Recently, while hosting a show, Tesla CEO Elon Musk revealed that he has ‘Asperger’s Syndrome’. His words and actions have always had an impact on business, so to hear him share this information made an impact as well – it helped build awareness of neurodiversity. Climate activist Greta Thunberg, who has Asperger’s once said that she is, “sometimes a bit different from the norm. And - given the right circumstances - being different is a superpower.”
Before we delve further on neurodiversity, it is important to first understand how it is defined. According to the Cambridge dictionary, neurodiversity is ‘the idea that people having a range of different types of brain, including those with and without autism, should be regarded as part of normal human life’. The concept of neurodiversity is often used to refer to the autism spectrum, and some definitions may include learning disabilities as well as mental health conditions.
The 21st century is all about driving sustainable growth and bringing innovation to everything companies do. There is enough and more data to suggest that people on the autism spectrum can spur innovation and bring in different perspectives.
Given this background and as we progress more and more towards a digital and technology dependent world, in my view it makes a lot of business sense to hire neurodiverse individuals. Hiring neurodiverse candidates is not about making exceptions. It is about hiring for talent. A few months ago, our organization assessed neurodiverse candidates and after a rigorous three-step process we made offers to the selected candidates. We plan to hire more neurodiverse talent and ensure they feel included. Neurodiverse individuals are often technologically inclined and detail oriented. These individuals can be tenacious and loyal workers. Their logical and straightforward thinking can lead to process improvements that can in turn increase productivity. We believe that just as we hire people with specialist skills in certain functions, hiring neurodiverse individuals for their skills is the smart thing to do.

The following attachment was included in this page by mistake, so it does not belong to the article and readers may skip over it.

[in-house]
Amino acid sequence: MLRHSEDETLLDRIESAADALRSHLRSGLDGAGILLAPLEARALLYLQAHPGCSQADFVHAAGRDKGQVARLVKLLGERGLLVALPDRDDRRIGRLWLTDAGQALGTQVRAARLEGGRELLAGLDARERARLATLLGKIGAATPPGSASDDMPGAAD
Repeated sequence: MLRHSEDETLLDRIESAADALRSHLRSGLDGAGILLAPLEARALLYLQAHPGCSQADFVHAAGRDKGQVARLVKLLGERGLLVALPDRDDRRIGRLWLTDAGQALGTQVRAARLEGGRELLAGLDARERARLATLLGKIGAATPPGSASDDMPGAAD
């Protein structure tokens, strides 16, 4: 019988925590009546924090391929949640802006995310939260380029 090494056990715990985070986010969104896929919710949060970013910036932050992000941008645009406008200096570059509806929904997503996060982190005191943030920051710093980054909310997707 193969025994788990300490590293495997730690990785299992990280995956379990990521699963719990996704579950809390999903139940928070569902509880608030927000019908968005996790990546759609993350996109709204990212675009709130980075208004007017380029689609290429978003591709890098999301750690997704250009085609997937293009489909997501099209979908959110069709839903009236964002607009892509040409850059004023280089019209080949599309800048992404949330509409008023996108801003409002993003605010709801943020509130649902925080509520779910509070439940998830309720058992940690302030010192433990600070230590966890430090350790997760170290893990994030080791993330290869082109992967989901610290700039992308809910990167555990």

According to a study by the Drexel University, 58% of young adults with autism are unemployed. This can result in a sense of isolation and financial as well as social insecurity as dependency on parents and government-based organizations increases. The group is often overlooked as a talent pool. It is time for employers to turn these challenges into opportunities for neurodiverse people.
Some more important statistics as per National Autism Indicators Report by Drexel University are worthy of mentioning:
- Fewer than one in six autistic adults is in full-time employment.
- Less than 16% of survey participants have full-time paid work. This figure has hardly changed since 2007.
- Another important consideration in establishing a culture of neurodiversity is millennials. From the recent engagement that I have had with the millennials we have hired we know they want to work in an organization that champions ethical practices and has a forward-thinking approach. Establishing a neurodiversity programme is not a complex task. For an organization that hasn’t embarked on the neurodiversity journey, I would recommend learning from those who have witnessed success in this area.
Big, impactful change can really start with small and simple steps. Begin by having conversations with HR, the business and of course diversity and inclusion champions, leaders. Recruit neurodiverse candidates, who have the skills needed for the roles, intentionally. Normalize conversations about people who are different and value people who think differently. This will drive innovation and more importantly, create a strong sense of belonging in the people.
We are all born differently, raised differently. Our thinking differs from each other. Our uniqueness brings in varied perspectives and innovative ideas and this is no different for neurodiverse people. Driving real change, building a world that works better can start simply by including different voices and respecting differences.